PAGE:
Gettysburg was a legendary clash of arms in July of 1863 that helped turn the tide of the American Civil War. The battle cost the Union and Confederate armies a combined 50,000 men.
It made heroes out of men like Joshua Lawrence Chamberlain, John Buford and Lewis Armistead. And it made obscure Pennsylvania locations like Cemetery Ridge, Devil’s Den and LIttle Round Top a part of U.S. history.
When it was over, Maj. Gen. George G. Meade’s Union Army of the Potomac defeated Gen. Robert E. Lee’s Army of Northern Virginia. Lee’s force, while battered, was still not crushed. That would take another two years.
But the defeat at Gettysburg ensured that the Confederate’s would never again launch a large-scale invasion of the North.
The outcome of the battle might have differed drastically if not for the sacrifice of 262 infantrymen from Minnesota.
The Confederate Attack on Cemetery Ridge
The battle began on July 1, when Southern infantry clashed with Union cavalry outside Gettysburg. The fight evolved into an all-out battle, and the Confederates — with more soldiers in the vicinity — pushed the Northerners beyond Gettysburg, and the Union set up a defensive line anchored on heights of the town.
On July 2, Lee launched an attack that hit virtually all sectors of the North’s fish hook-shaped line. The Confederates broke through at some points, but Union commanders were successful in hurrying reinforcements threatened areas to choke off the penetrations.
In the early evening, an Alabama brigade led by Brig. Gen. Cadmus M. Wilcox scattered a Union force and began surging toward a thinly defended but important position on Cemetery Ridge.
Mar. Gen. Winfield Scott Hancock, who was commanding the Union II and III Corps in the center, needed time to move reinforcements to the threatened area. But all he could find at the moment was one understrength regiment — the First Minnesota.
The First Regiment, Minnesota Volunteer Infantry
The First Minnesota had fought for the Union cause from the beginning. At the first major battle of the war, Bull Run in July of 1861, the Minnesotans were among the last to leave the field after the Northern defeat. And they sustained the highest casualties of any Northern regiment.
The regiment continued to serve with what would become the Army of the Potomac, being engaged in the Seven Days’ battles and suffering heavy losses at Antietam.
The First Minnesota was spared the worst fighting in the Union defeats at Fredericksburg and Chancellorsville. But at Gettysburg, it poured out its blood once again.
Because scores of men had been detached for other duties, there were only 262 men present when Hancock encountered the First Minnesota commander, Col. William Colvill, on Cemetery Ridge.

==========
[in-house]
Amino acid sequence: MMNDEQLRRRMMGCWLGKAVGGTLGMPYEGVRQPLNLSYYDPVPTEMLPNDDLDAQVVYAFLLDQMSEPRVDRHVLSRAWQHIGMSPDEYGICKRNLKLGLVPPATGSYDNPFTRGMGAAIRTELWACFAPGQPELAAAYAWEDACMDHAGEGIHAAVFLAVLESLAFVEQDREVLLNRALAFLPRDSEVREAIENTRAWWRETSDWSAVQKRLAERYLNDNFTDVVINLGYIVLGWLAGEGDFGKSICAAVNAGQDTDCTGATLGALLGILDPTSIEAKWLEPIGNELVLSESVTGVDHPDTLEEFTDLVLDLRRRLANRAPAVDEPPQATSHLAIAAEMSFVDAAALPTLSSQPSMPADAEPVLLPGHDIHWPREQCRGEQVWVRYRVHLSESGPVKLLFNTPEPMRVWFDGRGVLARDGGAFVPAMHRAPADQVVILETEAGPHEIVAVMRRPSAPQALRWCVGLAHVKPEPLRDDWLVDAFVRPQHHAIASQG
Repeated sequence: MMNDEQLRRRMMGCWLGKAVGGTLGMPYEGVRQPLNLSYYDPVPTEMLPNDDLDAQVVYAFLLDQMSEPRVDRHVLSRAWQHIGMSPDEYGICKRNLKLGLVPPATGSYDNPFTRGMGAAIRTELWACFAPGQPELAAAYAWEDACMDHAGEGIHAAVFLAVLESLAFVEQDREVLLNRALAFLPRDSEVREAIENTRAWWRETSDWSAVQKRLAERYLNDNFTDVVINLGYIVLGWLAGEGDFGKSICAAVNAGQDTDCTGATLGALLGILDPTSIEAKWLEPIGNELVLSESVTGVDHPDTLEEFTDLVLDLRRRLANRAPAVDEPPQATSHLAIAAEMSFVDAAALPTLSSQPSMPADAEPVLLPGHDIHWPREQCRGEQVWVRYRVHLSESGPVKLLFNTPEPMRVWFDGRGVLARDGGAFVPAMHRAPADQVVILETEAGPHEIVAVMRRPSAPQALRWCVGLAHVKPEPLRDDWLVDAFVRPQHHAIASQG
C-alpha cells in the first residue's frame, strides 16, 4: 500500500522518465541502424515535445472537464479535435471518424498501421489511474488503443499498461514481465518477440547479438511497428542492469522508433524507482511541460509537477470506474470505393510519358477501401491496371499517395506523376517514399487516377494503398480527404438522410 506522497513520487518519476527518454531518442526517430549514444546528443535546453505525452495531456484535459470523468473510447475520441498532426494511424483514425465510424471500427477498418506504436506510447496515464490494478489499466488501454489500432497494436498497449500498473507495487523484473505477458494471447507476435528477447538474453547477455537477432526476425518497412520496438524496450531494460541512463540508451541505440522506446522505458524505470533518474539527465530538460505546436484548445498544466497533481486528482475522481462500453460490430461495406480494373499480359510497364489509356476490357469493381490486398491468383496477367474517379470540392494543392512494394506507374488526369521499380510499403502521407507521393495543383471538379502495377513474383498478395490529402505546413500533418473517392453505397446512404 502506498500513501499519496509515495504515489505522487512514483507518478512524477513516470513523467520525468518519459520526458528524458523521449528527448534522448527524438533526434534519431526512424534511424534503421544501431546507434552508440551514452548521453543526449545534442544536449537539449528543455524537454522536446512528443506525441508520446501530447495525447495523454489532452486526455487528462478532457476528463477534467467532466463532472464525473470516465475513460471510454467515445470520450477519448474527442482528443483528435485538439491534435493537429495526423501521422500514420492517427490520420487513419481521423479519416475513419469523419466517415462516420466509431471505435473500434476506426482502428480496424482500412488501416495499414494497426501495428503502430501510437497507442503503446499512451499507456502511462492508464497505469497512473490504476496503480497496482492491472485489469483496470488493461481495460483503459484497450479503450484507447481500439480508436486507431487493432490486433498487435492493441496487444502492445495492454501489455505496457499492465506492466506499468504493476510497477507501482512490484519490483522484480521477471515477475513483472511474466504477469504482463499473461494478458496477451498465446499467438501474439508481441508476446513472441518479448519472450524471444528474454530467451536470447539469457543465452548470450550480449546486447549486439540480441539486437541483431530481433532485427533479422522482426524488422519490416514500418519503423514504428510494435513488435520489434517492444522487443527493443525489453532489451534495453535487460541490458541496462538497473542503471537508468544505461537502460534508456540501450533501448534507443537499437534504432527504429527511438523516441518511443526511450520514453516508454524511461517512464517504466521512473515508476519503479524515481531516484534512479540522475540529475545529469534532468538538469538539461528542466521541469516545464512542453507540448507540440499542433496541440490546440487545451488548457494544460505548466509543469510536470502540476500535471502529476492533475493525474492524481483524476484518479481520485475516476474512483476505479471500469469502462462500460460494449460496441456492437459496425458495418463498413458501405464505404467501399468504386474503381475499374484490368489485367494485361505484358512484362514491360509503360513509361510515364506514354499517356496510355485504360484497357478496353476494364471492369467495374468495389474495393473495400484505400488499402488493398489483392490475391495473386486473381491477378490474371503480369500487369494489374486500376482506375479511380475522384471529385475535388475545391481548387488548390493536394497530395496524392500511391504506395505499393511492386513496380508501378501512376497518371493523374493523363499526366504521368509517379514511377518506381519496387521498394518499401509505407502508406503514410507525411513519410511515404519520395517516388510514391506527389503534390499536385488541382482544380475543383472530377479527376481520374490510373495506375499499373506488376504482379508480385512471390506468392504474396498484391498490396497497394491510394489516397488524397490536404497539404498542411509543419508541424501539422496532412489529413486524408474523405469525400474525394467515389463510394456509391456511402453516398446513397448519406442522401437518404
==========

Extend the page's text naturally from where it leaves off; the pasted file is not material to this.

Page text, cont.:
The First Minnesota’s Immortal Charge
Three of Wilcox’s five regiments — perhaps 11,000 men — were in front of the First Minnesota’s path. So the Northern unit was outnumbered four or five to one.
But Hancock needed time to rush in reinforcements — “five minutes time,” he’d write later. So he ordered Colvill and his men to charge the larger Rebel force.
“Every man realized in an instant what that order meant; death or wounds to us all, the sacrifice of the regiment, to gain a few minutes’ time and save the position and probably the battlefield,” wrote Lt. William Lochren of the First Minnesota.
The regiment went sweeping forward with fixed bayonets in a charge that could in all fairness be called suicidal.
“I would have ordered that regiment in if I had known every man would have been killed,” Hancock wrote. “It had to be done.”
The Alabamans were disorganized and winded after charging nearly a mile, and the sudden attack by the small group of Minnesotans caught them off guard. The Confederates were momentarily thrown back; but they regained cohesion, and then delivered staggering fire into the Yankees.
The First Minnesota was virtually destroyed within minutes. Only 47 soldiers made their way back to the ridge. Colvill was seriously wounded, one of 215 casualties.
“They had not taken the Alabama flag, but they had held on to their own,’ Historian Shelby Foote wrote. “And they had given Hancock his five minutes plus five more for good measure.”
Hancock succeeded in bolstering the Union line with reinforcements in that 10 minutes, and the Alabamans were forced to retreat.
“There is no more gallant deed recorded in history,’ Hancock wrote of the First Minnesota’s charge.
First Minnesota Helped Repel Pickett’s Charge
Decimated as it was, the First Minnesota was not finished fighting at Gettysburg. Two companies that had been detached from the regiment, rejoined the unit, bringing the numbers back up to 150 men.
On the third day of the battle, the Minnesotans were called in to help smother Pickett’s Charge — the climatcit Confederate attack led by Gen. George E. Pickett. The First Minnesota suffered 45 more casualties, but Pvt. Marshall Sherman managed to capture the colors of the 28th Virginia.
Two members of the regiment — Sherman and Cpl. Henry O’Brien — received the Medal of Honor for heroism at Gettysburg.
The First Minnesota After Gettysburg
The regiment remained with the Army of Potomac until April of 1863, when it completed its term of enlistment. Some members re-enlisted and joined newcomers to form the First Minnesota Battalion, which served until the end of the war in 1865.
- Foote, Shelby; The Civil War, A Narrative; Vol II, Fredericksburg to Meridian, Vintage Books, 1993
- Jordan, David. M; Winfield Scott Hancock: A Soldier’s Life, 1988, Indiana University Press
- Leehan, Brian; Pale Horse at Plum Run: The First Minnesota at Gettysburg, Minnesota Historical Society Press, 2002
- Moe, Richard; The Last Full Measure: The Life and Death of the First Minnesota Volunteers, Minnesota Historical Society Press, 1993
- A Short History of the First Regiment, Minnesota Volunteers, First Minnesota.org
- Tsouras, Peter. G; The Book of Military Quotations, Zenith Press, 2005